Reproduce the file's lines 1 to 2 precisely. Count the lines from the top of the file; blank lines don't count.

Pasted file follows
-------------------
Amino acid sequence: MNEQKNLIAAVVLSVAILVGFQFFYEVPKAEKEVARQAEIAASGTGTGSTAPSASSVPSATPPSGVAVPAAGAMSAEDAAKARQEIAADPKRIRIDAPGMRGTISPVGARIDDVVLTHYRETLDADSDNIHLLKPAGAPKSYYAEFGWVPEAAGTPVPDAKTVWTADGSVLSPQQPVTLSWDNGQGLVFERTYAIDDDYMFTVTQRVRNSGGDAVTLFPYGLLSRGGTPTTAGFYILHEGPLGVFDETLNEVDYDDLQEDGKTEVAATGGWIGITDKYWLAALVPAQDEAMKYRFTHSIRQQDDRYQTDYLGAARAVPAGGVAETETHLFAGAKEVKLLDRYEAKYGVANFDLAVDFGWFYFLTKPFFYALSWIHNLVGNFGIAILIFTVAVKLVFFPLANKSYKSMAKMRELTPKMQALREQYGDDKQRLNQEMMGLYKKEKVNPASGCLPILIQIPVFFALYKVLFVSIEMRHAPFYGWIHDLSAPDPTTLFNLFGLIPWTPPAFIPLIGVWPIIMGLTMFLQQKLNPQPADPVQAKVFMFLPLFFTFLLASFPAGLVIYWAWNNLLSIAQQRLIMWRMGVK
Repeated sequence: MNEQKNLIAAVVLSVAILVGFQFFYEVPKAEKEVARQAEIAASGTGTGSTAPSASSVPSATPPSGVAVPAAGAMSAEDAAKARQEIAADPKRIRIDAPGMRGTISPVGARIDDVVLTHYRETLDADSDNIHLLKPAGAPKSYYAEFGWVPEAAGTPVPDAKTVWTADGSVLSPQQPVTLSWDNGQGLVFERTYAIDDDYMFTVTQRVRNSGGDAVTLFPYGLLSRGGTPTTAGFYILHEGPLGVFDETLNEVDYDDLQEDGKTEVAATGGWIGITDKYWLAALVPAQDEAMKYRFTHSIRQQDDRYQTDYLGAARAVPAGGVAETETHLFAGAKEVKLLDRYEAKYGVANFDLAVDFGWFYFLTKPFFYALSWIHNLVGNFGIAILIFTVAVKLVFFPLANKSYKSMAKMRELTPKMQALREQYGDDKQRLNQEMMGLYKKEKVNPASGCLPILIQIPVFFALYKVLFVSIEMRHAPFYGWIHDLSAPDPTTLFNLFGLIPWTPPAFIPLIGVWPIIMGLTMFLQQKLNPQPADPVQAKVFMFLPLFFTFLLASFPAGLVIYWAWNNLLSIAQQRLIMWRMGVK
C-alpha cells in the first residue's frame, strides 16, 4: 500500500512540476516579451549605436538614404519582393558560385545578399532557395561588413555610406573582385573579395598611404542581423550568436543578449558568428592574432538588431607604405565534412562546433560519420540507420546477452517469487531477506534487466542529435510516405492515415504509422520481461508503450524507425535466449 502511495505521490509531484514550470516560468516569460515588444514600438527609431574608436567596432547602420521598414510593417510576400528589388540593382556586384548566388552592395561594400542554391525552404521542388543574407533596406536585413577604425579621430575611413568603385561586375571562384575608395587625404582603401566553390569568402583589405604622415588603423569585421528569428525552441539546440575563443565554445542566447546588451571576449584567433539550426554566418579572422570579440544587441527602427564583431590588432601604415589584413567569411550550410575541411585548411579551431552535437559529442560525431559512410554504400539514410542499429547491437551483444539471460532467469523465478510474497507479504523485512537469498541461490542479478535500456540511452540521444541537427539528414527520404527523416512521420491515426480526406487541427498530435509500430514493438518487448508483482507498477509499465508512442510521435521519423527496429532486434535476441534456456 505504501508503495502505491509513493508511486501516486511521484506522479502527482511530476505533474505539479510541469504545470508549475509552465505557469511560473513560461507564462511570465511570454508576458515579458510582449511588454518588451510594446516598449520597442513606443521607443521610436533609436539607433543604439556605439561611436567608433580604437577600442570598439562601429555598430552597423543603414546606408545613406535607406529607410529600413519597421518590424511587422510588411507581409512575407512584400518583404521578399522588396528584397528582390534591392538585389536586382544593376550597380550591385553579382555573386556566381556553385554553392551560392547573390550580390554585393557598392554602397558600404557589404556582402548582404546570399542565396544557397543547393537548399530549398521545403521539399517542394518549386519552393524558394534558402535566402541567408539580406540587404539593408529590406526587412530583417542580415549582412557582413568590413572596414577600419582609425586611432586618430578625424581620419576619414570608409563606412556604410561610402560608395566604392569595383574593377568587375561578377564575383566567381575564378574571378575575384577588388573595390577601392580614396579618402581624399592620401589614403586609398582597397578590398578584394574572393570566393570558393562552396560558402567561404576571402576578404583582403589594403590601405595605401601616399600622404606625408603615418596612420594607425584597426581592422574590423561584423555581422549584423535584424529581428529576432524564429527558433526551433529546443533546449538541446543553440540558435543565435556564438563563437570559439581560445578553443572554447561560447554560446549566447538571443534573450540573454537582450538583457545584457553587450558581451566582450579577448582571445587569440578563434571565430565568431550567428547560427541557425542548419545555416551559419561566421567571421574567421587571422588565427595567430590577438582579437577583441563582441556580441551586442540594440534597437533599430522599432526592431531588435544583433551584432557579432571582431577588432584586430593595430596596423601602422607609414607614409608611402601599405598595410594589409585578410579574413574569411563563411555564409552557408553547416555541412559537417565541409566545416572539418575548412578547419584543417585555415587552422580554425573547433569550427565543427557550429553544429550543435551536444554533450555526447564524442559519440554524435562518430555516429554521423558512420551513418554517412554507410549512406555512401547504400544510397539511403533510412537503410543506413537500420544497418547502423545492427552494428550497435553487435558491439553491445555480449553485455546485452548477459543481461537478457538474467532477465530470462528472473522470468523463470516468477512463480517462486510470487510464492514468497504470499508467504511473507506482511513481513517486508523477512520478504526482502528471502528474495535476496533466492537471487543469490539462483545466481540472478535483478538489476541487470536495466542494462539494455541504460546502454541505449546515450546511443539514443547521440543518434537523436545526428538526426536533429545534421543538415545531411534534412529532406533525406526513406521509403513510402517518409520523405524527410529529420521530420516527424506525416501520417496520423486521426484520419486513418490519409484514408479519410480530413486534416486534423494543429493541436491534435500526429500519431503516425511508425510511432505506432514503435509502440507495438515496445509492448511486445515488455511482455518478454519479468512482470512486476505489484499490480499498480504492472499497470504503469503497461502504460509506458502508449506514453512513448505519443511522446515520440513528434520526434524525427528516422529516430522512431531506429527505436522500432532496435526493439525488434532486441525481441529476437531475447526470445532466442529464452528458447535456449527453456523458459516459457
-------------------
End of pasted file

Amino acid sequence: MNEQKNLIAAVVLSVAILVGFQFFYEVPKAEKEVARQAEIAASGTGTGSTAPSASSVPSATPPSGVAVPAAGAMSAEDAAKARQEIAADPKRIRIDAPGMRGTISPVGARIDDVVLTHYRETLDADSDNIHLLKPAGAPKSYYAEFGWVPEAAGTPVPDAKTVWTADGSVLSPQQPVTLSWDNGQGLVFERTYAIDDDYMFTVTQRVRNSGGDAVTLFPYGLLSRGGTPTTAGFYILHEGPLGVFDETLNEVDYDDLQEDGKTEVAATGGWIGITDKYWLAALVPAQDEAMKYRFTHSIRQQDDRYQTDYLGAARAVPAGGVAETETHLFAGAKEVKLLDRYEAKYGVANFDLAVDFGWFYFLTKPFFYALSWIHNLVGNFGIAILIFTVAVKLVFFPLANKSYKSMAKMRELTPKMQALREQYGDDKQRLNQEMMGLYKKEKVNPASGCLPILIQIPVFFALYKVLFVSIEMRHAPFYGWIHDLSAPDPTTLFNLFGLIPWTPPAFIPLIGVWPIIMGLTMFLQQKLNPQPADPVQAKVFMFLPLFFTFLLASFPAGLVIYWAWNNLLSIAQQRLIMWRMGVK
Repeated sequence: MNEQKNLIAAVVLSVAILVGFQFFYEVPKAEKEVARQAEIAASGTGTGSTAPSASSVPSATPPSGVAVPAAGAMSAEDAAKARQEIAADPKRIRIDAPGMRGTISPVGARIDDVVLTHYRETLDADSDNIHLLKPAGAPKSYYAEFGWVPEAAGTPVPDAKTVWTADGSVLSPQQPVTLSWDNGQGLVFERTYAIDDDYMFTVTQRVRNSGGDAVTLFPYGLLSRGGTPTTAGFYILHEGPLGVFDETLNEVDYDDLQEDGKTEVAATGGWIGITDKYWLAALVPAQDEAMKYRFTHSIRQQDDRYQTDYLGAARAVPAGGVAETETHLFAGAKEVKLLDRYEAKYGVANFDLAVDFGWFYFLTKPFFYALSWIHNLVGNFGIAILIFTVAVKLVFFPLANKSYKSMAKMRELTPKMQALREQYGDDKQRLNQEMMGLYKKEKVNPASGCLPILIQIPVFFALYKVLFVSIEMRHAPFYGWIHDLSAPDPTTLFNLFGLIPWTPPAFIPLIGVWPIIMGLTMFLQQKLNPQPADPVQAKVFMFLPLFFTFLLASFPAGLVIYWAWNNLLSIAQQRLIMWRMGVK